Monday morning: Arrive at work…URGGH! Coffee. Sit at my desk and get lost in James’ latest podcast. Catch up on the weekend’s Toy Photographers posts. Panic that I don’t have a post written for the week. Scramble.
James’ post about expanding his toy photographing subject matter beyond what he began shooting struck a chord with me. And saved my bacon (or facon for my fellow vegos) by inspiring me to write what I’d been thinking about.
Like James I overpacked for the Oregon Toy Photo Safari. I always overpack. But since returning home, the only box of toys I’ve unpacked to shoot and inspire me is the one that didn’t contain LEGO? The box of LEGO, that was essentially ballast for my backpack largely remains as it did when I closed it for the last time in Oregon. There’s still some Arcadia Beach sand in there.
And my desk at work, usually strewn with LEGO Minifigures, is now overrun with other toys.
But that’s not a bad thing!
My desk at work is where many tales flourish. Yes, if you’re my boss reading this, I do manage get all my work done! But my desk is also a stage for stories to grow as impromptu, unrehearsed dramas play out, through play and posing.
As the cast of toys bebopped and improvised this week, here are some of the tales that emerged from my desk. Dr. Bunsen Honeydew looked on with horror as Beaker pleaded with Ash to lower his boom stick from the back of Danbo’s head. Gizmo practiced wiener dipping, before midnight of course! A Stormtrooper helped Bossk prepare for his big night by teaching him how to slow dance (still being rehearsed!).
My work desk is a little like Cindy and Leila’s dinner bar. “Don’t play with your food!” “I’m not playing with my food, I’m playing with my toys.” It’s more than just a place where I mash the keys to make code work, it’s also a rehearsal space for my toys to workshop their ideas. Yes, their ideas. They’re their stories, not mine. I’m just listening intently to what they’re trying to tell me.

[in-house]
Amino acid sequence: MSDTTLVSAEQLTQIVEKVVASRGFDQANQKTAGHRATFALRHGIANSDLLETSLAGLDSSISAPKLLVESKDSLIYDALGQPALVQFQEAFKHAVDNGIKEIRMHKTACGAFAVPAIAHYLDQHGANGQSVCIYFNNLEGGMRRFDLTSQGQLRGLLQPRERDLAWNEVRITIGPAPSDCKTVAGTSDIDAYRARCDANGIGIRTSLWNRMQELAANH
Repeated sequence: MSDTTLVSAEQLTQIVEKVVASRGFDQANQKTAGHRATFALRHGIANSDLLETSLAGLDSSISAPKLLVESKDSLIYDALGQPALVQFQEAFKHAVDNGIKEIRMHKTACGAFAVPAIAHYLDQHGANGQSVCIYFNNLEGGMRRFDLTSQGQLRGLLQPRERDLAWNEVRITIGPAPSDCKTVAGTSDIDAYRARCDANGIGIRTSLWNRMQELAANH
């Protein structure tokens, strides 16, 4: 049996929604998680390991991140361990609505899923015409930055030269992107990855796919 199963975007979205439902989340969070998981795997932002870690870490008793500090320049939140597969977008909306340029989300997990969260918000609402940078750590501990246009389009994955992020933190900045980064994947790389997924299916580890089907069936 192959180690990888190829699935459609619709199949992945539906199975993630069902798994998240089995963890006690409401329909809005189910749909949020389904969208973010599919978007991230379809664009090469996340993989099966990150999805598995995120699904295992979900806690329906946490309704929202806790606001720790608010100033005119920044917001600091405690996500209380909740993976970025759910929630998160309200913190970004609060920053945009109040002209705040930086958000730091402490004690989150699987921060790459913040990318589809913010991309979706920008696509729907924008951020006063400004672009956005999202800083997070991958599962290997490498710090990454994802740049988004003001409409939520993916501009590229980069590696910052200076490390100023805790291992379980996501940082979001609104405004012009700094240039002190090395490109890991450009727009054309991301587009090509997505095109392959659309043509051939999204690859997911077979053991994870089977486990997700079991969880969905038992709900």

I also returned from Oregon with a severe case of toy envy. I think that’s why my LEGO box of travelling weight still remains unpacked. I’ve never been exposed to non-LEGO toy photographers en masse before. And those toys are tough to overlook. If they’re in a toy box as you snoop, being posed in a photographer’s hands or set up in front of a camera, they’re big. Well, they’re bigger than LEGO.
Seeing someone hunched over LEGO as they shot, was familiar. It was another LEGO Minifigure being photographed. But seeing another photographer crouched before Man Beast, or Sweetums, or Bender, or He-Man was novel. These new-fangled toys drew my attention and sucked me in. They’ve also sucked cash out of my wallet!
I only wished I’d taken up the offer to shoot more toys out of others’ toy boxes. Why didn’t I take David up on his offer to shoot Sweetums? Maybe I was intimidated? Maybe it’s just because I’m a bit of a dickhead. If I did, it might’ve made my toy envy less so. And it might’ve saved my wallet from a Sweetums search online!
Curtain Call Conclusions
Envy. Novelty. Progression. Like James, I don’t know why I’m shifting to new toys of late. And I don’t know if this recent inclination will continue. Will it coexist with my affinity for LEGO photography? Perhaps LEGO will always win the battle for the spotlight? Whatever the case, my desk is definitely busier than it was a month ago. And for now, the tales that are emerging are, at the very least, giving me something to write about.
Where do your toys rehearse? And has the cast of your plays changed over time?
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